Hello from the other side.

A crazed, serial-killer on the loose, ghostly apparitions creeping out from dark crevices and hauntings both in the physical and ethereal, airwave-based realm; welcome to Dark Signal co-written and directed by Edward Evers-Swindel, making his feature directorial debut.

Opening in the picturesque North Wales - where director Edward Evers-Swindel also subsequently resides - with a myriad of beautiful aerial shots imbuing within you the remote and disparate feeling any good horror should strive to accomplish for an audience.

Among this idyllic landscape lives a certain girl (Sarah played by Eleanor Gecks) who is about to be grotesquely murdered - as all good looking people within horror movies should be - by the notorious ‘Wedlock’ killer, named as such due to dismembering their victims ring finger, presumably to make a necklace for their Etsy page.

Elsewhere upon this lonesome region is a local radio station delivering their last night on air before being shut down - which is to be expected given their peak listeners probably consist of four farm wives and three sheep.

Heading up this swan-song of a broadcast is the feisty and perpetually guarded Laurie Wolf (Siwan Morris), aided in concert by her chipper, radio tech-geek Ben (Gareth David-Lloyd) who is subsequently chatting up - via video chat - a local strapped for cash, single mother named Kate (Joanna Ignaczewska) - Dark Signal's resident scream queen. The trio are about to be flung onto a horror-fuelled night of screams, scares and a bit of blood splatter thrown in for good measure.

It’s clear to see director Edward Evers-Swindel’s love for the horror genre bubbling from beneath the surface of Dark Signal, capped off with an enjoyable twist that viewers will likely never see coming, and best of all giving you a reason to rewatch Dark Signal once again - to spot the subtle clues spread throughout its hour and a half runtime. Likewise the duo performances of Siwan Morris - playing radio host Laurie and - her partner in crime Ben - played by Gareth David-Lloyd of Torchwood fame - bring some much needed levity in what is otherwise a tension-filled, multifaceted movie, and it’s easy to see the pair have worked together before with their characters banter rolling off the screen effortlessly.

Dark Signal - Ben (played by Gareth David-Lloyd)

Dark Signal is a film filled with so many facets of horror, so much in fact that it's hard to keep track of them all, feeling hamfisted into what is already a jam-packed film, which unfortunately detract from the more solid aspects of Dark Signal, its core story - that being a classic ‘whodunit’ - with important elements glossed over at a whim and not given the screen time needed to better flesh out the plots entire reasoning. It’s to be expected though, given the script was changed a mere three weeks from when shooting was set to begin - to facilitate the film's new climactic end - and that unhomogenized script has crept its way onto the screen with every element from the horror-handbook seemingly thrown on-screen to see what sticks. Writer and director Edward Evers-Swindel may have set out to make his first feature film, but I feel he has in fact made two, with his creations clashing upon the big screen.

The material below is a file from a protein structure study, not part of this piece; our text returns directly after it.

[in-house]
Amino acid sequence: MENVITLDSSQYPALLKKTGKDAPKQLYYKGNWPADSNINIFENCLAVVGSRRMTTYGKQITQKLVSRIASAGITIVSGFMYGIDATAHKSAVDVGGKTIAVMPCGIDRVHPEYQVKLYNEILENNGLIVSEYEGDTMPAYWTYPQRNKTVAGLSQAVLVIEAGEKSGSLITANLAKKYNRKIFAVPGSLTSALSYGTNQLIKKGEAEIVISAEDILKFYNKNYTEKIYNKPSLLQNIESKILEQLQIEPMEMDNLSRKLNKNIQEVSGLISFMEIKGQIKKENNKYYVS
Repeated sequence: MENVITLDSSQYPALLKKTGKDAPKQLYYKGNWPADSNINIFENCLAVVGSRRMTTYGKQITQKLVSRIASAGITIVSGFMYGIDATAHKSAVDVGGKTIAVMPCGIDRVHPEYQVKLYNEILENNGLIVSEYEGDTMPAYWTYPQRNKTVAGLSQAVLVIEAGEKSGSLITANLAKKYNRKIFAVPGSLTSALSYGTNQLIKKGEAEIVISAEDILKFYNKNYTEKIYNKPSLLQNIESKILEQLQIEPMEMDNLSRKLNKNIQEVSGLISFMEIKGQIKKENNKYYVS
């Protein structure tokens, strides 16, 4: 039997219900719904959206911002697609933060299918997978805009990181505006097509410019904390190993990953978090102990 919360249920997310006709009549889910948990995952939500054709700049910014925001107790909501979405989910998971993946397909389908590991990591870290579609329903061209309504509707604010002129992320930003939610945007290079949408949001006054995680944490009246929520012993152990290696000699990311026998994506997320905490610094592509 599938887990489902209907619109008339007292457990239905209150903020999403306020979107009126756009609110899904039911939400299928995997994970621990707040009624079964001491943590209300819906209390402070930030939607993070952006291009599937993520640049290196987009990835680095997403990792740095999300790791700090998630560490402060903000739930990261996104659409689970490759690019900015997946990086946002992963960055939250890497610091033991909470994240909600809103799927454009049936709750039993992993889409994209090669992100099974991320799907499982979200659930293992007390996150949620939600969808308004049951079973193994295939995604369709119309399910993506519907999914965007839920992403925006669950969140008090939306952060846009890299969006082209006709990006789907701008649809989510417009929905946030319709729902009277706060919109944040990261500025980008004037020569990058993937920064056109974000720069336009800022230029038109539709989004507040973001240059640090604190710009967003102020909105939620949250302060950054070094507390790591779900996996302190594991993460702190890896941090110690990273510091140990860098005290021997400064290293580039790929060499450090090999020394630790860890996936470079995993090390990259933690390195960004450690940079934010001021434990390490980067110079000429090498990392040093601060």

The most important facet of any horror though, will be whether it manages to scare you, and whilst Dark Signal very much plants its feet within the ‘jumpscare’ aspect of the genre, there are a few moments of some excellent tension building that will get your heart thumping, with slow pans of ghostly happenings within confined spaces, and a particular scene that will give gore fans delight - though the squeamish might need to remember to bring a pillow, oh and a bucket just in case. Thrown in for good measure is a cameo appearance from James Cosmo in what has to be his creepiest performance to date.

Dark Signal is a rare Welsh-born horror that captures the essence of its location beautifully, giving you frights and a pick-n-mix bag of horror tropes thrown at the screen one after another - some working much better than others that can unfortunately detract from the overall experience.

Fans of the genre will definitely enjoy Dark Signal's twisted story along with the performances, though if jumpscares aren’t your thing you should probably sit this one out.

Dark Signal is currently available to buy on DVD via Amazon or on-demand via Amazon Video.

  • Review by
    David Robinson

    Twitter: @5ypher

    Posted on
    26th June 2016

  • 3 Out of 5 Stars
  • Overloaded with horror tropes

    Disjointed at times

  • The end twist

    Performances

    Location

    Tension building scenes

Film Info

Dark Signal Dark Signal
Rating: 18
Release Date: 23rd May
Runtime: 1 hr 38 mins
Director: Edward Evers-Swindell
Starring: Joanna Ignaczewska, Gareth David-Lloyd, Siwan Morris, Eleanor Gecks, Duncan Pow & James Cosmo

  • The Fog
  • Halloween

No, it contains plenty of gore, scares and content unsuitable for children.

Shot in 4 weeks on roughly a £500,000 budget, with the majority of filming taking place at a farm with its barn converted into a radio station set.

The director is a big fan of Italian actress Cinzia Monreale and jumped at the chance to get her in his film where she plays a psychic named Carla.

Writer & director Ed Evers-Swindell has previously worked on horror flick The Descent, which also makes use of ambient lighting (from flares).